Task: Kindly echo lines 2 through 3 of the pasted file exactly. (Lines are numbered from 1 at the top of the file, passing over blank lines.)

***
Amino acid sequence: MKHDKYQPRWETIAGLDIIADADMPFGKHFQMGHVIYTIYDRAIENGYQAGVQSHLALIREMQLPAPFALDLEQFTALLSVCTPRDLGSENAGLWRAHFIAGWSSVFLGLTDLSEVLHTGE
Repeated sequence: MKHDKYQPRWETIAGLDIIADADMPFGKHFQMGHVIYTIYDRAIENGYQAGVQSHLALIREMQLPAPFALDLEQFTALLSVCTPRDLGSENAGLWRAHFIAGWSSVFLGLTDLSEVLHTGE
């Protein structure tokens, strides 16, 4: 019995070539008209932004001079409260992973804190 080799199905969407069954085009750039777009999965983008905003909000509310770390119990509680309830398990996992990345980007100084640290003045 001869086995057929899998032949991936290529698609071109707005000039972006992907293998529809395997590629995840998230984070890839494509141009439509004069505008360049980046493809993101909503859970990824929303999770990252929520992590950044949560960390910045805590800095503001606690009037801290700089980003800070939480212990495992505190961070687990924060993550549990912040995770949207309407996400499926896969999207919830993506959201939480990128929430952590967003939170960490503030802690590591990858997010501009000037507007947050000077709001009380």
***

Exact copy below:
Repeated sequence: MKHDKYQPRWETIAGLDIIADADMPFGKHFQMGHVIYTIYDRAIENGYQAGVQSHLALIREMQLPAPFALDLEQFTALLSVCTPRDLGSENAGLWRAHFIAGWSSVFLGLTDLSEVLHTGE
């Protein structure tokens, strides 16, 4: 019995070539008209932004001079409260992973804190 080799199905969407069954085009750039777009999965983008905003909000509310770390119990509680309830398990996992990345980007100084640290003045 001869086995057929899998032949991936290529698609071109707005000039972006992907293998529809395997590629995840998230984070890839494509141009439509004069505008360049980046493809993101909503859970990824929303999770990252929520992590950044949560960390910045805590800095503001606690009037801290700089980003800070939480212990495992505190961070687990924060993550549990912040995770949207309407996400499926896969999207919830993506959201939480990128929430952590967003939170960490503030802690590591990858997010501009000037507007947050000077709001009380």